In China, corruption was running so rampant in 2012 that the communist dictator, President Xi Jinping, launched an entire campaign to target officials suspected of corruption involvement. Two years have now passed since the beginning of that new effort but it doesn't seem as though things are getting much better.
A general view of the closing ceremony of the 11th Beijing Municipal Congress of the Communist Party of China (CPC) at the Beijing Conference Centre on July 3, 2012 in Beijing, China. (Photo credit: Lintao Zhang/Getty Images)
At least seven top government officials are currently under investigation for charges including bribery, embezzlement and corruption. On Thursday, Chinese prosecutors arrested the head of the National Energy Administration's development and planning division on bribery charges. According to one insider, Yu is suspected of soliciting money from educational projects.
China's NEA falls under the country's top economic planning group, or the National Development and Reform Commission. In the first nine months of this year at the NDRC alone, 11 officials were punished for corruption.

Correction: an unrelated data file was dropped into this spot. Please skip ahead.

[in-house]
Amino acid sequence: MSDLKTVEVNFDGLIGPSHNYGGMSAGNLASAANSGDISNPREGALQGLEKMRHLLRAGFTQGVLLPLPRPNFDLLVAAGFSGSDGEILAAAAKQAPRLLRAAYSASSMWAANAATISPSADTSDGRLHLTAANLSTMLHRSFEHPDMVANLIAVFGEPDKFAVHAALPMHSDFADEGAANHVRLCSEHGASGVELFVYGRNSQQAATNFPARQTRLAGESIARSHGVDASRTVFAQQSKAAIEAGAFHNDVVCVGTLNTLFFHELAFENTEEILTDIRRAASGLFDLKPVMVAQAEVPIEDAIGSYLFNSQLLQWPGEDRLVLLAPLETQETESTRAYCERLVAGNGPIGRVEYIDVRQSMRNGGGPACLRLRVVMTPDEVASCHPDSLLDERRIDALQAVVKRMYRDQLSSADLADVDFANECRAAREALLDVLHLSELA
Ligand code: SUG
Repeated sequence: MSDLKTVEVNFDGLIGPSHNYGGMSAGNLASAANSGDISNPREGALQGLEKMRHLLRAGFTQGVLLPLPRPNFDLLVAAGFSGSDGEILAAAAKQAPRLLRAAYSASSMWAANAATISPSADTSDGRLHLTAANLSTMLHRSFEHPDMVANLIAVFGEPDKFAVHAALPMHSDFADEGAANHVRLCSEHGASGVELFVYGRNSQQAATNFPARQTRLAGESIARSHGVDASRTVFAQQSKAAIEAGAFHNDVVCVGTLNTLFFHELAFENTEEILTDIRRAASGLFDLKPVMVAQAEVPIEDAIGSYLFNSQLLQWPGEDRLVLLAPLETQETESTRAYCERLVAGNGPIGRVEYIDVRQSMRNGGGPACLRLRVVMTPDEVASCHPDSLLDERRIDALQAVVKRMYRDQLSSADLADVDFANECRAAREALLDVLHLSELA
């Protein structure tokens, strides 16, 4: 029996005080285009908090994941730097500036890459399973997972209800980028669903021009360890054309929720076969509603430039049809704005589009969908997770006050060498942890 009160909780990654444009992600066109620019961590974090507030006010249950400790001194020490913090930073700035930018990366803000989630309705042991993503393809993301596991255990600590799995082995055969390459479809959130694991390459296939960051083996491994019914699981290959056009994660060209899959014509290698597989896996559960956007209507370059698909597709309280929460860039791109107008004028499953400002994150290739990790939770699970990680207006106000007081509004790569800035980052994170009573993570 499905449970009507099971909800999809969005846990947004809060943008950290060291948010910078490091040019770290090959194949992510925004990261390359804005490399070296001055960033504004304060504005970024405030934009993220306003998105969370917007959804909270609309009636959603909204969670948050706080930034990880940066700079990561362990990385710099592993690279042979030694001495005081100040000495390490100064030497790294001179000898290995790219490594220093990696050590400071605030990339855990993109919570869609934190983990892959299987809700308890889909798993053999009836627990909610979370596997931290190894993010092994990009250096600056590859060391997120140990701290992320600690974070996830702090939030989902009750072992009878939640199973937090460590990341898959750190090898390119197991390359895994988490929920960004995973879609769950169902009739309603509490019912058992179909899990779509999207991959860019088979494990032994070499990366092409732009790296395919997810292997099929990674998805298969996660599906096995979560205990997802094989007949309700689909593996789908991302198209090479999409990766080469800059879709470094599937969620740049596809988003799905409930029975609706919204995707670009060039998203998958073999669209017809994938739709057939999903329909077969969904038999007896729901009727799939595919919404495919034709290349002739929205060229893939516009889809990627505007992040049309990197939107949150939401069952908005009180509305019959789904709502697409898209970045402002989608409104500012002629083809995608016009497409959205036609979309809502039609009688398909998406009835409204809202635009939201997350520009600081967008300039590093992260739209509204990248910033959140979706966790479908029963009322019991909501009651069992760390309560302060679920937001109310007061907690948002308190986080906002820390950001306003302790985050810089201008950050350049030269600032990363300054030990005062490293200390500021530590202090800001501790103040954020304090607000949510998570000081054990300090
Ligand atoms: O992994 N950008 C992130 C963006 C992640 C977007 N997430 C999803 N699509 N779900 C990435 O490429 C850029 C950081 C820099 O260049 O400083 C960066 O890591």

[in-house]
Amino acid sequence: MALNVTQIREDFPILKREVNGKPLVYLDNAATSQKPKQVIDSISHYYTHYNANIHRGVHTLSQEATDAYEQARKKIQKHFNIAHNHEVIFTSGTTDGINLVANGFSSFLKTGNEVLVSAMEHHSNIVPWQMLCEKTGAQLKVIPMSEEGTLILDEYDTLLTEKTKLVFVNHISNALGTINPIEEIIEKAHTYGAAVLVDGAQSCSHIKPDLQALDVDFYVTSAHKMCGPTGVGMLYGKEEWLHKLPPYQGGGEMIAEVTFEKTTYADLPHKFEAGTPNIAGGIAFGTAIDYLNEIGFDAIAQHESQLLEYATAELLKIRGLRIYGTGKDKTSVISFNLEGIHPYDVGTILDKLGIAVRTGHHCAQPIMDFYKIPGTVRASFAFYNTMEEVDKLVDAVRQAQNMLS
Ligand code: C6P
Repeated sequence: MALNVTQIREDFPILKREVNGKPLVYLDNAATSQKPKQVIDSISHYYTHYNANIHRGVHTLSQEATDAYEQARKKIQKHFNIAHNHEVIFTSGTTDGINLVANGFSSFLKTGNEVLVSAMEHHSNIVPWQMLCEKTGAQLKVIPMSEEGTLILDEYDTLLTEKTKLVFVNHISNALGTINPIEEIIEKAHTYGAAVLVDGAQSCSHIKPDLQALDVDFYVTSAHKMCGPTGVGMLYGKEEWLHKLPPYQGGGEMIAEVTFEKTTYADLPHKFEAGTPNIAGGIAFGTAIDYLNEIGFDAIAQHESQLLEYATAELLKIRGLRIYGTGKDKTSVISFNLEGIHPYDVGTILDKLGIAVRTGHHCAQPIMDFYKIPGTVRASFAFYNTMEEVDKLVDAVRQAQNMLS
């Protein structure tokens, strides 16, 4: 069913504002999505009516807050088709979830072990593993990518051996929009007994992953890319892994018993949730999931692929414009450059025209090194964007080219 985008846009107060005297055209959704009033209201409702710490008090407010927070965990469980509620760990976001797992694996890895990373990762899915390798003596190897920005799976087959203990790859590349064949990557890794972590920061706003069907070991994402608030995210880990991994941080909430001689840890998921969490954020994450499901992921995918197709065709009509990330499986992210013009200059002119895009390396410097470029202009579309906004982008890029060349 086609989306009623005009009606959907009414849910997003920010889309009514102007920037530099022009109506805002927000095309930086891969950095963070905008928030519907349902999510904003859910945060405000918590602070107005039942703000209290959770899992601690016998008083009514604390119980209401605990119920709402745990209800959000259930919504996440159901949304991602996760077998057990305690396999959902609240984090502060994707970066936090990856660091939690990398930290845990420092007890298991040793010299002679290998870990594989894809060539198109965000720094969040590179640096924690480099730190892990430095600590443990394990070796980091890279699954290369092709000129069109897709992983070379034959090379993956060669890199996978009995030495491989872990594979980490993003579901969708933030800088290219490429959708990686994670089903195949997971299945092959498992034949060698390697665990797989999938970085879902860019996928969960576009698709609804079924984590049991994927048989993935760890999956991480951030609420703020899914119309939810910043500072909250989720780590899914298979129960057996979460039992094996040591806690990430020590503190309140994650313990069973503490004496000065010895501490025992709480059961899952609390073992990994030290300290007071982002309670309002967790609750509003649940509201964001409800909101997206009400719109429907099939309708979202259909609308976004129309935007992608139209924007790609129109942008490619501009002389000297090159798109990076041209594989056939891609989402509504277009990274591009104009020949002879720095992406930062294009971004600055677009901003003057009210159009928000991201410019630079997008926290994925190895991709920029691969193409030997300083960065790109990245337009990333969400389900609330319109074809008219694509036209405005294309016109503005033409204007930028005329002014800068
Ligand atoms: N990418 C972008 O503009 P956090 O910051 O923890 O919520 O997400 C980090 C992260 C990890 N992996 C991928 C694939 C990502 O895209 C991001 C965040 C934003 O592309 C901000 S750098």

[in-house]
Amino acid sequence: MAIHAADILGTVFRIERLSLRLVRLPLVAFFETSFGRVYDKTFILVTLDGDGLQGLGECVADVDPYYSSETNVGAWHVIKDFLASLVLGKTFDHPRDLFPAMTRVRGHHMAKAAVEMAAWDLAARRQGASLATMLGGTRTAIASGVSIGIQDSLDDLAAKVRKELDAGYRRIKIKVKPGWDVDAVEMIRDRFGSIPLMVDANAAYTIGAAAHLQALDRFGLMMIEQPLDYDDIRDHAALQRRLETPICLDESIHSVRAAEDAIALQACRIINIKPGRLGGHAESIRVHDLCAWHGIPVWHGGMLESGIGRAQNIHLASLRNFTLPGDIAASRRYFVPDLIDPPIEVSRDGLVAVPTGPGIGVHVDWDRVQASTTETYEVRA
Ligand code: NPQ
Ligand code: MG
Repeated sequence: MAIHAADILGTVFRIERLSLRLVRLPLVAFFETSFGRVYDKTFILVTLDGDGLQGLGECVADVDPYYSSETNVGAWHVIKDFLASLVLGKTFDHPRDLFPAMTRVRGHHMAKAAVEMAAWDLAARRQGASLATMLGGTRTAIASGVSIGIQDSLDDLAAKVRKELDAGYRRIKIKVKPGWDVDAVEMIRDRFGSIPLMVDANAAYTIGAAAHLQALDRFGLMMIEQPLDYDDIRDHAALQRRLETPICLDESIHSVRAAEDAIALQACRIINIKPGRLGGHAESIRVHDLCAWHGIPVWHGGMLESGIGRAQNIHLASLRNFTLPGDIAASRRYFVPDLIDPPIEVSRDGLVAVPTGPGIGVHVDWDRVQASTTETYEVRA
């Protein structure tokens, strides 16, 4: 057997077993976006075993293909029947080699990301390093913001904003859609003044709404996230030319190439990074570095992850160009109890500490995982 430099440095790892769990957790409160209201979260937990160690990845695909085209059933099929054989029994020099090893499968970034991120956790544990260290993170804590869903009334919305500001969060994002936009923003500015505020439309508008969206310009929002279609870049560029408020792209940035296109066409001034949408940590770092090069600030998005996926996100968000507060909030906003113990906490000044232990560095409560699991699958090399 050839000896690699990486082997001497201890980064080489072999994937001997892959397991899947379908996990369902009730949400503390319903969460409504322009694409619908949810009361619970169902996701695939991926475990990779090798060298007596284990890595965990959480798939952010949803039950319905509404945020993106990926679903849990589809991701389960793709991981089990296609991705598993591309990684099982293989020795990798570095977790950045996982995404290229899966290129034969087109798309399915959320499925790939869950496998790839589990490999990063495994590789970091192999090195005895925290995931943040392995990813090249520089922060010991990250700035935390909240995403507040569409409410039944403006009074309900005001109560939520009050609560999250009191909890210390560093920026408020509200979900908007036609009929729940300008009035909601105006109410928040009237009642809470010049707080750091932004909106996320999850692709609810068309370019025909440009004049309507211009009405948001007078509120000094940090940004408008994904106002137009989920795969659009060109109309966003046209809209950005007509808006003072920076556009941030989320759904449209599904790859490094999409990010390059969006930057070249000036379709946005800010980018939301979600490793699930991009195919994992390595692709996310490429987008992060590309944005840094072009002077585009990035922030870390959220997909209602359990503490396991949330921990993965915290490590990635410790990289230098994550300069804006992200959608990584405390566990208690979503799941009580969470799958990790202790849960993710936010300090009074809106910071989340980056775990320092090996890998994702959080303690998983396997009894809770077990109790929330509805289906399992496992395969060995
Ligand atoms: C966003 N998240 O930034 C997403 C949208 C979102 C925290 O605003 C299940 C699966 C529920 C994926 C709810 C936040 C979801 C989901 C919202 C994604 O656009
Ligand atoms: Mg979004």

The former deputy chief of the NDRC, Liu Tienan, was accused in September of taking bribes totaling 35.5 million yuan, or about $5.8 million. And earlier this month, investigators found more than 200 million yuan (about $32.6 million) in the home of Wei Pengyuan, the deputy director of the NEA's coal department.
In the process of counting all that money, officials brought in 16 cash-counting machines. Four of those machines burned out by the time all of the money was counted.
NEA deputy head Xu Yongsheng, NEA renewable energy division head Wang Jun, director of the NEA's nuclear power division Hao Weiping and deputy director of the NEA's electricity division Liang Bo are also under investigation for possible crimes committed, China Daily reported.
Why all the corruption?
Peking University's School of Government professor Yan Jirong said the corruption cases that have kept cropping up, at least in part, because of the NEA's control over the country's massive energy sector.
"When the officials have sufficient power to decide the result of a mega project, they have the opportunities to accept bribes," Jirong said, adding there is an "urgent need" to limit the NEA's power and make the way it conducts business more transparent to the Chinese people.
(H/T: Event Chronicle)
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